The hippocampus, a region critical for memory and spatial navigation, has been implicated in delay discounting, the decline in subjective reward value when a delay is imposed. However, how delay information is encoded in the hippocampus is poorly understood. Here we recorded from CA1 of mice performing a delay-discounting decision-making task, where delay lengths, delay positions, and reward amounts were changed across sessions, and identified subpopulations of CA1 neurons which increased or decreased their firing rate during long delays. The activity of both delay-active and -suppressive cells reflected delay length, delay position, and reward amount; however manipulating reward amount differentially impacted the two populations, suggesting distinct roles in the valuation process. Further, genetic deletion of NMDA receptor in hippocampal pyramidal cells impaired delay-discount behavior and diminished delay-dependent activity in CA1. Our results suggest that distinct subclasses of hippocampal neurons concertedly support delay-discounting decisions in a manner dependent on NMDA receptor function.
- Akira Masuda
- Shigeyoshi Fujisawa
- Akira Masuda
The funders had no role in study design, data collection and interpretation, or the decision to submit the work for publication.
Animal experimentation: This study was performed in strict accordance with the recommendations in the Guide for the Care and Use of Laboratory Animals of the National Institute of Health. The study was approved by the Institutional Animal Care and Use Committee of the RIKEN Institute in Wako (approval number H27-2-239(6)), in conformity with Article 24 of the RIKEN regulations for animal experiments. All surgery was performed under isoflurane anesthesia, and every effort was made to minimize suffering.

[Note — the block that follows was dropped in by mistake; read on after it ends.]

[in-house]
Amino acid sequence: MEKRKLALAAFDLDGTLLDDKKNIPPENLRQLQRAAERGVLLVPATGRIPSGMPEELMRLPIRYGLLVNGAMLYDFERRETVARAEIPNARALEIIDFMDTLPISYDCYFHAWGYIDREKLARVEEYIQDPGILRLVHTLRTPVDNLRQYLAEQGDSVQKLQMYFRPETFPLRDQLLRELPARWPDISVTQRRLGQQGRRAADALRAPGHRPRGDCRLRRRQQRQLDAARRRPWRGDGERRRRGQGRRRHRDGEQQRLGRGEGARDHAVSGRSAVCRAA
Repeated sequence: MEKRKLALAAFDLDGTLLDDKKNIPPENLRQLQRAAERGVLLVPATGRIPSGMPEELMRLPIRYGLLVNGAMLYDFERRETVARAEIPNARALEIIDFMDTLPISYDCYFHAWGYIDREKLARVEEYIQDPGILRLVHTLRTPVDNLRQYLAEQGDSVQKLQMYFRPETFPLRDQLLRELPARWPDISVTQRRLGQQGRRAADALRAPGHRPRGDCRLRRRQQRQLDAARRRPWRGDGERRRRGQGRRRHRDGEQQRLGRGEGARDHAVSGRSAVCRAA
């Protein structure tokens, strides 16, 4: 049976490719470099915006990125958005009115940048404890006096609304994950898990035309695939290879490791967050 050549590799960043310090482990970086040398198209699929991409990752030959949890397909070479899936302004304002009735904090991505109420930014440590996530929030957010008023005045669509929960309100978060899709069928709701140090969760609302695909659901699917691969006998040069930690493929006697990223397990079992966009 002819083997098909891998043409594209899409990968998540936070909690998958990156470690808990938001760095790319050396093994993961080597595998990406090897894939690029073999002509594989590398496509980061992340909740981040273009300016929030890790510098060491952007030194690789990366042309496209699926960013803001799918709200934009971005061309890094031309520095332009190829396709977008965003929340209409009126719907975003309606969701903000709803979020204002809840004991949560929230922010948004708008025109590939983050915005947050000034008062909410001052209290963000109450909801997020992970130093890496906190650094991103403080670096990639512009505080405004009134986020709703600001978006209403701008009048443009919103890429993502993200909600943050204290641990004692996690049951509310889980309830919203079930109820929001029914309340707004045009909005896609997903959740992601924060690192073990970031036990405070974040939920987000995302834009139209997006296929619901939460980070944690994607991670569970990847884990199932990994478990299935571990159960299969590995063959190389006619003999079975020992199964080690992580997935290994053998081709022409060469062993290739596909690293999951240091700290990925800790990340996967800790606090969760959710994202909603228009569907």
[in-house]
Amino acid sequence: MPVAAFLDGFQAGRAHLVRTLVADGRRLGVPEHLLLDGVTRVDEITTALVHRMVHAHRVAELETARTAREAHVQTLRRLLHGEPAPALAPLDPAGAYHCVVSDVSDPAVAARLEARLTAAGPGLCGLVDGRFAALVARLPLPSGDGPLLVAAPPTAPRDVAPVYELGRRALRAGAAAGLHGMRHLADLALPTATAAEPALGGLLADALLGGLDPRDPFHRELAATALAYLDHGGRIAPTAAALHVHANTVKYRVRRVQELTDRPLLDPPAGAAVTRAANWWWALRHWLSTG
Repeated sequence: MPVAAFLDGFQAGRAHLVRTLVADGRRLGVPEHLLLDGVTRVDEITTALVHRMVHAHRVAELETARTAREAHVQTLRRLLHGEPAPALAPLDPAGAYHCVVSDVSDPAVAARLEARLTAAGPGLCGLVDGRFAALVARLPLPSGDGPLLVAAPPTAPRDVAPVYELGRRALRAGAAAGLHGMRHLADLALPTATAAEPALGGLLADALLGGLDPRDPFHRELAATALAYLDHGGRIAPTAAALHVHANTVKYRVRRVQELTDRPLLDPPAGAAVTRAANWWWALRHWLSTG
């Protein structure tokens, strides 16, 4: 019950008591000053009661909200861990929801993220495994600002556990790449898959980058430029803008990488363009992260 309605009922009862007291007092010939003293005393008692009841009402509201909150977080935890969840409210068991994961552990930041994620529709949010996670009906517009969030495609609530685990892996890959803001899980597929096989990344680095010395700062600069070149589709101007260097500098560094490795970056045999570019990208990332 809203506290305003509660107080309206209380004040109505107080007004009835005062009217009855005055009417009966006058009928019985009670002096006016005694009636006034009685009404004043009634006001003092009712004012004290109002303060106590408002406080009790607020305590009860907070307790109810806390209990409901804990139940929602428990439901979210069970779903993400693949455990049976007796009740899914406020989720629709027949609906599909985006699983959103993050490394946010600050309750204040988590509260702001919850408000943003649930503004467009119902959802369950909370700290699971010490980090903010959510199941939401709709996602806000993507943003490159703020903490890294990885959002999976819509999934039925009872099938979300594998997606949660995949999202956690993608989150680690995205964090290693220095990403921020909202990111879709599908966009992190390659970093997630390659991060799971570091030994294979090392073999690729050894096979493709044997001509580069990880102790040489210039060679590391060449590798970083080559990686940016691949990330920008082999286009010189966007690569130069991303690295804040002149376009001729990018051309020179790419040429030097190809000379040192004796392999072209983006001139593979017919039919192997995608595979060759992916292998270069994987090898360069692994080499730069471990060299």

- Matthijs (Matt) van der Meer
© 2020, Masuda et al.
This article is distributed under the terms of the Creative Commons Attribution License permitting unrestricted use and redistribution provided that the original author and source are credited.
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Hippocampal firing is organized in theta sequences controlled by internal memory processes and by external sensory cues, but how these computations are coordinated is not fully understood. Although theta activity is commonly studied as a unique coherent oscillation, it is the result of complex interactions between different rhythm generators. Here, by separating hippocampal theta activity in three different current generators, we found epochs with variable theta frequency and phase coupling, suggesting flexible interactions between theta generators. We found that epochs of highly synchronized theta rhythmicity preferentially occurred during behavioral tasks requiring coordination between internal memory representations and incoming sensory information. In addition, we found that gamma oscillations were associated with specific theta generators and the strength of theta-gamma coupling predicted the synchronization between theta generators. We propose a mechanism for segregating or integrating hippocampal computations based on the flexible coordination of different theta frameworks to accommodate the cognitive needs.
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